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nutrition when conditioning

Discussion in 'Health & Nutrition' started by CesarT, Jul 19, 2016.

  1. slim12

    slim12 Super Moderator Staff Member

    There are some carbs here and there but not enough to make it an integral part of the feed pan.

    I use brown rice that is cooked twice.

  2. Bones1

    Bones1 Big Dog

    Slim what’s your reason behind not using pork/fat ?
  3. MadMax209

    MadMax209 Pup

    Cooked twice? What's the reason behind that?

    How many % of the total feed would be the carbs?

    Do you notice any performance improvement when feeding carbs vs. protein/fat only?

  4. slim12

    slim12 Super Moderator Staff Member

    The increase in performance comes when ditching the carbs and increasing the fat content.

    When you cook it once it is cooked, letting it cool and cooking it again the grains split. The split grains when green tripe is added tot he meal there is better assimilation.

    When I am working a dog the carb content is really close to zero. A little here and there but not very much at all.

    david63 likes this.
  5. Sleep

    Sleep Big Dog

    Great thread...enjoy the raw knowledge you have for the learning dogmen like myself...Just wanted to ask u slim whats green tripes? And its importance
  6. ngamla

    ngamla Big Dog

    Uncleaned sheep or cow stomach
    slim12 and Capt. Roxy like this.
  7. slim12

    slim12 Super Moderator Staff Member

    Raw green tripe is the stomach of ruminant animals (sheep/cows). They have multiple stomach chambers.

    The enzymes of the stomach will break down plant matter which a dog's digestive system is not really designed to do. It helps when feeding from a bag also as the dog will assimilate more of the dry food.

    It is sold in cans or it can be bought in 'chubs' which is raw frozen 10lb sleeves.

    The dogs will eat it like they eat nothing else. But it stinks like nothing else either. It is an outside activity.

    My preferred method is to buy the 10lb. frozen chubs and cut them into patties with a sawz-all and package them in smaller chunks. It only takes a couple of tablespoons per meal to work.

    The biggest draw back is it smells like what I would imagine it would be like to lick the ass out of a dead skunk.

    That bad.

    F.W.K., Sleep, AGK and 1 other person like this.
  8. ngamla

    ngamla Big Dog

    We get them fresh. And like Slim says the dogs love it
  9. slim12

    slim12 Super Moderator Staff Member

    How do they come packaged fresh?

    Always interested in a new way.

  10. AGK

    AGK Super duper pooper scooper Administrator

    Lmao @ lick the ass out of a dead skunk.

    I got a bad taste in my mouth when I read that. :))
    david63 likes this.
  11. Sleep

    Sleep Big Dog

    wow kmsl it must be a real bad smell :D....thanks for the info tho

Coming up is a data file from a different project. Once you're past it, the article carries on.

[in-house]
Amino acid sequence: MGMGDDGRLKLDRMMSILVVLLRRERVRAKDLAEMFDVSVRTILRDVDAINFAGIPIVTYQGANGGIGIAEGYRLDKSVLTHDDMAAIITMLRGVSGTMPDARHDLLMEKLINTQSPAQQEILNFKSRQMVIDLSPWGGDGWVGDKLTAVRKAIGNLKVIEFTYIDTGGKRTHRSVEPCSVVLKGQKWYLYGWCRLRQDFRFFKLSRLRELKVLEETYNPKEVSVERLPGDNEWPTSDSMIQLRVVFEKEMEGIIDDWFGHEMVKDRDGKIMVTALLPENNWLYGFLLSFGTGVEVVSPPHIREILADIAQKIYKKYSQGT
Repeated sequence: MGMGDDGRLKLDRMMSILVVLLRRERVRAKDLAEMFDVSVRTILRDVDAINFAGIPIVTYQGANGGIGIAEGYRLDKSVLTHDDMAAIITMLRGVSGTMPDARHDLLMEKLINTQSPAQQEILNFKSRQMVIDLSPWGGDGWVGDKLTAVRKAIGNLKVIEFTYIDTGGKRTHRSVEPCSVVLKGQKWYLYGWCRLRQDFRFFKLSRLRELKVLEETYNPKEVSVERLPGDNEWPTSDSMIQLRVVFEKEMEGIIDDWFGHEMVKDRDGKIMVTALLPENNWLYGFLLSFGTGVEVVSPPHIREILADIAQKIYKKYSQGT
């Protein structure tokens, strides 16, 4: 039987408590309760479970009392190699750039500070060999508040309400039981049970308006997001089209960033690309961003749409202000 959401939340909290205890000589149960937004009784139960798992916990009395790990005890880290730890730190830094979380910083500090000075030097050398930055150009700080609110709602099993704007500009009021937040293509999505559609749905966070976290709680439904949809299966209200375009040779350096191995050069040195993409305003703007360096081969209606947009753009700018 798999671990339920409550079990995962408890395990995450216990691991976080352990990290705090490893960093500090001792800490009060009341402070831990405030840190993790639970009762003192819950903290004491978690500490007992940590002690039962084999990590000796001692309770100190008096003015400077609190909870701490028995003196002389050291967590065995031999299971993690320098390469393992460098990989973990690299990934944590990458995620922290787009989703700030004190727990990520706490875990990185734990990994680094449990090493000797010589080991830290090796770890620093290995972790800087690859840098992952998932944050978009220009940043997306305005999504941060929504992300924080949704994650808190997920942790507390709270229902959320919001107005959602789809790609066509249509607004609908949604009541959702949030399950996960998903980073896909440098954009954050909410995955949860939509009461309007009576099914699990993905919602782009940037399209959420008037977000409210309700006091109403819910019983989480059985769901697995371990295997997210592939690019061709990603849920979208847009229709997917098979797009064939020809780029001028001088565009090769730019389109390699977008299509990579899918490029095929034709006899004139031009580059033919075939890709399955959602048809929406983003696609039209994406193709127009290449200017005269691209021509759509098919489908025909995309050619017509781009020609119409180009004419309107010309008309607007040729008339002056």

12. ngamla

    ngamla Big Dog

    Slim they sell them in our butchers here in South Africa. Lots of people buy and clean it and cook it for human consumption. Its considered a delicacy. I get looked at strange when I tell people i dont eat tripe. Usually it comes with a " you dont know what you missing" comment. But my dogs enjoy it. And the grean one is full of predigested vegatative nutrients
    F.W.K. likes this.
  13. slim12

    slim12 Super Moderator Staff Member

    The pre-digested green nutrients is broken down to where they serve the dog a purpose, plus the enzymes will break down any veggie added tot he diet.

    I rented from a guy long ago who was a butcher by trade and did some processing at home.

    I fed it then not knowing it had the value or the aid in digestion for the dog. I fed it because it was free and the dogs loved. I fed them raw by convenience 28-30 years ago. I thought I was being cheap but as I learned more over the years I was doing a far better job than when I made the 'decision to feed dry food'.

    Funny how that works.

    I wish I still had access like you speak of around here. We have so many rules around processing that it is hard to land the free stuff as they would rather throw it away than give it away in fear of a lawsuit.

    I use to go to the grocery store and get the wilted/day old vegetables/fruits for the pigs. They use to just sit out on the dock and I would pick it up. Now they are forced by the USDA to toss it in the trash.

    Such a waste.

    SMD760 and F.W.K. like this.
  14. PITPAL1

    PITPAL1 Big Dog

    I think it’s vitally important to keep fat content in the feed no matter what stage of life or conditioning. I ran into this problem several months ago. I feed a mix of venison, long grain brown rice and turnip greens. The venison was so lean that they were not getting enough fat. It was causing several issues in their bloodwork despite having an amazing appearance. Now I will add in approximately 1 cup of lard for every 10lbs of venison.

    I’m also going to try mixing in some mustard greens as I know they are better, I just have a hard time finding them